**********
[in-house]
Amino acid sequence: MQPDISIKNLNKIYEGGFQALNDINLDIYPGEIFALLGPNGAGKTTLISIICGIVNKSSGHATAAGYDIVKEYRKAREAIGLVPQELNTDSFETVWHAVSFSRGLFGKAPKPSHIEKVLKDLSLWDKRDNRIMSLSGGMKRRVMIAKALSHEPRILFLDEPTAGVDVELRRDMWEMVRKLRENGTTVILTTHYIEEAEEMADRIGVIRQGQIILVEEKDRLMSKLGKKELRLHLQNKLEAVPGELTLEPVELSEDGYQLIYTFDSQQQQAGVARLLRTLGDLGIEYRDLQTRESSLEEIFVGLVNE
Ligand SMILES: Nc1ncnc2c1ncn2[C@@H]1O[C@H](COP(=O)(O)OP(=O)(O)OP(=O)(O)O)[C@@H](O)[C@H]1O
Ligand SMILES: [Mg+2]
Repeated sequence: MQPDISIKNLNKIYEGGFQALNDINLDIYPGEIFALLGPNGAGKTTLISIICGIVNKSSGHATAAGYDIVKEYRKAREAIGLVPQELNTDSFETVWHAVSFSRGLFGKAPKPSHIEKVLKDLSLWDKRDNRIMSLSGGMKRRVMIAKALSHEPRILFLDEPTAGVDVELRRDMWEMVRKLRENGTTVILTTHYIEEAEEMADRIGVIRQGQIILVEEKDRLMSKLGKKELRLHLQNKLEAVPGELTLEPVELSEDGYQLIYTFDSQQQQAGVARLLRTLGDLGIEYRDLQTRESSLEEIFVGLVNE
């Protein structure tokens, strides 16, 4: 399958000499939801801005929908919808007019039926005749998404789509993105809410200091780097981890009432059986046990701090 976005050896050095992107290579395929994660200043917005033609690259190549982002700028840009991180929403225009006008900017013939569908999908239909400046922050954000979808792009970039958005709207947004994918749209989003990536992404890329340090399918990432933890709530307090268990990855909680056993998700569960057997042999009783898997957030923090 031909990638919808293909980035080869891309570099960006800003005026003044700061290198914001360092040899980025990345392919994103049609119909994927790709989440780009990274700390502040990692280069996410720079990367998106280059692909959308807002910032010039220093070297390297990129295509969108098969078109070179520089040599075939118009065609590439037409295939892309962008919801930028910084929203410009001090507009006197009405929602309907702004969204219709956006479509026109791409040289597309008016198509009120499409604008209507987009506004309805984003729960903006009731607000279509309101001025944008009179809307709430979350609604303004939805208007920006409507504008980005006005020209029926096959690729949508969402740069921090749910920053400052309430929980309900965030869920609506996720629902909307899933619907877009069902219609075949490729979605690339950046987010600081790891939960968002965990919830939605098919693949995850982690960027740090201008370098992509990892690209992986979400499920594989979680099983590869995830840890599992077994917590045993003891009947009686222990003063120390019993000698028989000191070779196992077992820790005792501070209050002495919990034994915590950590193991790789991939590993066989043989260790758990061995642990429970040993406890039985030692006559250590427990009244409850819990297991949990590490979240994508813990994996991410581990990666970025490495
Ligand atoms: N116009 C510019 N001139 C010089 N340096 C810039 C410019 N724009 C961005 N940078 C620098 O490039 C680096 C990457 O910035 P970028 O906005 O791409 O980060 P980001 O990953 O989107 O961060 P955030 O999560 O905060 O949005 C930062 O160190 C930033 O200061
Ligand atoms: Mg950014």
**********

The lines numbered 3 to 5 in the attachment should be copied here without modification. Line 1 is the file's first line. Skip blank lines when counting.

Ligand SMILES: Nc1ncnc2c1ncn2[C@@H]1O[C@H](COP(=O)(O)OP(=O)(O)OP(=O)(O)O)[C@@H](O)[C@H]1O
Ligand SMILES: [Mg+2]
Repeated sequence: MQPDISIKNLNKIYEGGFQALNDINLDIYPGEIFALLGPNGAGKTTLISIICGIVNKSSGHATAAGYDIVKEYRKAREAIGLVPQELNTDSFETVWHAVSFSRGLFGKAPKPSHIEKVLKDLSLWDKRDNRIMSLSGGMKRRVMIAKALSHEPRILFLDEPTAGVDVELRRDMWEMVRKLRENGTTVILTTHYIEEAEEMADRIGVIRQGQIILVEEKDRLMSKLGKKELRLHLQNKLEAVPGELTLEPVELSEDGYQLIYTFDSQQQQAGVARLLRTLGDLGIEYRDLQTRESSLEEIFVGLVNE